Before-tax contributions

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Before-tax contributions

The portion of an employee's salary contributed to a retirement plan before federal income taxes are deducted; this reduces the individual's gross income for federal tax purposes.

Before-Tax Contributions

Contributions made to a retirement plan with taxable withdrawals. That is, when one makes before-tax contributions to a retirement plan, one does not pay taxes on the contributions in the year they are made, but defers taxation until one begins to make withdrawals from the plan. One makes before-tax contributions to traditional IRAs and most 401(k)s. See also: After-tax contributions.
References in periodicals archive ?
During the Tuesday briefing, Schumer said the Senate Democratic plan would lift the cap on pre-tax contributions for 401(k)s, create a new tax credit for companies who will match 401(k) contributions, and create a new auto-IRA program "for the one half of American workers under age 65" who don't have access to an employer-sponsored retirement plan.
Some plans allow for pre-tax contributions, Roth contributions and post-tax contributions or a combination of these, and some plans allow for in-plan conversion of funds between the accounts.
For example, if their marginal tax rate is 25% and they contribute $1,000, they would save $250 in taxes, making the actual cost of pre-tax contributions effectively $750.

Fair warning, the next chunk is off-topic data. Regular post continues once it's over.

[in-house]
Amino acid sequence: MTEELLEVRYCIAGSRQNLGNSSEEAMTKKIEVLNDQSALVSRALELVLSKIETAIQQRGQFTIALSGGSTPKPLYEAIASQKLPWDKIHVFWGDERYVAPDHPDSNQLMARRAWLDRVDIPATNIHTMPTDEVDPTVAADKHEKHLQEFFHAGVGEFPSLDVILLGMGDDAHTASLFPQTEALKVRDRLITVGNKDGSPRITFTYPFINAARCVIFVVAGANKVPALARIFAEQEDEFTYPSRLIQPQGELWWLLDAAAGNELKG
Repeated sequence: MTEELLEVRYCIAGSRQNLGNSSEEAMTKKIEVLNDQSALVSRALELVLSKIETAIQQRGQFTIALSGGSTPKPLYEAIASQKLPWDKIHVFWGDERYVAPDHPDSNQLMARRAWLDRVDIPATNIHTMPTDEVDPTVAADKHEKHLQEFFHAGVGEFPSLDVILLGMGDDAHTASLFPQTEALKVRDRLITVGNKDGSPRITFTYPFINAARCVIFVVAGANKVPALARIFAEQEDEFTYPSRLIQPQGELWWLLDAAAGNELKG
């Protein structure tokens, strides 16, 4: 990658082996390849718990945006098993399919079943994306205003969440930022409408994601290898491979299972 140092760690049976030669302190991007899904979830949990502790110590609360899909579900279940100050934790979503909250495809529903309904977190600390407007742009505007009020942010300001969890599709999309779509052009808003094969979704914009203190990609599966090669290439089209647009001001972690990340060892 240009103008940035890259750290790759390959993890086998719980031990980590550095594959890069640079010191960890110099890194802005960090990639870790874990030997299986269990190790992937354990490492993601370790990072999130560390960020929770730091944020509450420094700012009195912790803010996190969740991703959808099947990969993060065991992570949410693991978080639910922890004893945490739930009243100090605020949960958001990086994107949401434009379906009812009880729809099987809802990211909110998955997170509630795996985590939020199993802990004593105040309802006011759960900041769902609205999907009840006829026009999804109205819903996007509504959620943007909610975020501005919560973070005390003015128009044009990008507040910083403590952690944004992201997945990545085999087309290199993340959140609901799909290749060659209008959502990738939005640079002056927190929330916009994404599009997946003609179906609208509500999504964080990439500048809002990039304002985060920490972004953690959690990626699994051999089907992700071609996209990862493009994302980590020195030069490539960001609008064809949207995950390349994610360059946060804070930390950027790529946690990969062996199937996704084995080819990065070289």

These clients should ensure that they are taking all steps possible to reduce AGI -- such as maxing out pre-tax contributions to retirement accounts, health savings vehicles and dependent care programs.
And the limit on pre-tax contributions to flexible spending accounts are now capped at $2,500 annually.
It ensures that highly-compensated employees can maximize their pre-tax contributions to the plan; and
Adding a cash balance plan allows them to rapidly accelerate savings with pre-tax contributions as high as $100,000 to $220,000, depending on their age.
The IRS said the changes immediately allow employers with cafeteria plans--plans that allow employees to choose from a menu of tax-free benefit options and cash or taxable benefits--to permit employees to begin making pre-tax contributions to pay for the expanded benefit.
The IRS issued guidance announcing the changes immediately allow employers with cafeteria plans to permit employees to begin making pre-tax contributions to pay for this expanded benefit.
In 2009 and 2010 pre-tax contributions are limited to the lesser of $49,000 or 25 percent of the first $245,000 of net earned income (with sole proprietorships and partnerships the owners are effectively limited to 20 percent).
In 2010 pre-tax contributions are limited to the lesser of $49,000 or 25% of the first $245,000 of net earned income (with sole proprietorships and partnerships, the owners are effectively limited to 20%).
One option would be to allow pre-tax contributions to employee-pay-all VEBAs for all workers.